Friday, 22 December 2017
Are The Gambia MP’s Really Concern about the Health Care of the Voters? (Part.1)
Reference is invited from the budget allocated to the Ministry of Health & Social Welfare at the tone of D955, 171,920. It is in that regard I write to register my total dissatisfaction beyond all human survival to the whole Members of Parliament from the Speaker to the Gate Man.
I am the least happy when I saw the MP’s tends to priotise other service in budgeting through the Ministry of Finance and Economic Affairs. The 2017 budget allocated only 1.41% of the total budget to the health sector. The amount allocated to the said Ministry is too small considering the confrontation increased demand beyond the treatment of AIDS, malaria, and other communicable diseases as access is still the greatest challenge to health care delivery in rural Gambia it's not enough besides the Abuja Declaration requires 15 percent of national budget of which 5 percent is for Maternal &Child health. The major challenge is the unstable human resource base, arising from high staff attrition. There is also a shortage of essential medicines and equipment for high-quality care. As most of the available medicine in the hospitals is Paracetamol (C8H9NO2).
During your various campaigns you promised the voters that you will provide them with the state of the earth medical and health facilities when you are voted in to office. But to my surprise such proposal is never implemented but ignored.
The Gambia, like many other countries in sub-Saharan Africa, has long been overburdened with maternal health problems. With a population of approximately 1.8 million, the densely populated West African nation has been ranked among the African countries with the highest levels of maternal mortality. The national maternal mortality ratio, which has fallen by 46% over the last 20 years, is estimated at 400 deaths per 100,000 live births
I submit to you that corruption diverts much-needed resources away from health care delivery and reduces patient access to quality services. Examples include medical staff in public sector health care institutions who sell drugs that should be free, and theft (for personal use) or diversion (for private sector resale) of drugs and supplies at government storage and distribution points.
People consume more fast food and packaged foods, which tend to have high levels of sodium; they engage in less physical activity, sitting in their cars and buses on their way to work; and they are more likely to consume alcohol in their leisure time. Another risk factor is an increase in smoking rates across populations.
Much of the current focus of health care delivery in The Gambia is on traditional and visible factors like HIV and malaria. However, changes in lifestyle and a growing middle class are making noncommunicable diseases like cardiovascular disease, cancer, and diabetes big issues among populations. Prompt access to primary healthcare before onset of severe illness is vital to improve morbidity and mortality rates. The Gambia has high rates of child mortality and research is needed to investigate contributing factors further.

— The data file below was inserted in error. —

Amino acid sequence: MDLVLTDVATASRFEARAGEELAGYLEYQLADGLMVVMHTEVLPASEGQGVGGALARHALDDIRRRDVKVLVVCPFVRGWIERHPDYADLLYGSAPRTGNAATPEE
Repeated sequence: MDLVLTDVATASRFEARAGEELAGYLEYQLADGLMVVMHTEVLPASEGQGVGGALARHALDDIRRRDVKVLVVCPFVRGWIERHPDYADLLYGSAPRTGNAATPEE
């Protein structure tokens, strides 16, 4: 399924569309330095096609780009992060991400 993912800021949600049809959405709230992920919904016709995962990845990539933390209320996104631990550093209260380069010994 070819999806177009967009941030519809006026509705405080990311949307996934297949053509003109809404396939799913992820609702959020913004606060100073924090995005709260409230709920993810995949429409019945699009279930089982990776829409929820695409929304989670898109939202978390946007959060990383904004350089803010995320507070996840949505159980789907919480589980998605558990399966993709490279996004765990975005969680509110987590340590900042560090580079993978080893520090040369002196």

The provision of a safe water supply and good sanitation are major contributory factors to positive childcare. At present, Gambia’s is unable to provide clean water for all rural and urban areas. Of the total population, 80% still rely on the bush toilet for sanitation, and it is widely understood that diarrhoea diseases can be exacerbated in environments where sanitation is poor.
Is submit to you that the Gambia Health Sector is sinking like the mighty Titanic as a result of inadequate medical facilities and the human resources. We the poor voters take our families to the Government hospital without facilities while those of you at the peak whom we voted for, to protect and improve our health care conditions take your families to the private clinics. Health should be a priority of The Gambia Government as a healthy nation is a wealthy nation. Inaccessibility to health care is a violation of human right.
This saw a clear testimony that we leave in a country where our policy makers don’t have trust in our health care system they brought to us.
The Gambia’s public health sector is in crisis as the government fails to adequately fund it, leaving external donors and foreign countries to chip-in with chicken changes. We cannot achieve a free zone disease country until and unless we take in charge of our health care system and pump in the required resources to meet international standards.
The mere fact that the health care system is based on donor funds, people are dying of needless from preventable disease as donor funds may not be available when they are needed the most.
In conclusion I stand on top of Mountain Kilimanjaro and request for the MP’s to scrap and revise the budget and ensure that the MOH&SW is given the right amount that can cater for the citizens.
To be continued……
By: Saidina Alieu Jarjou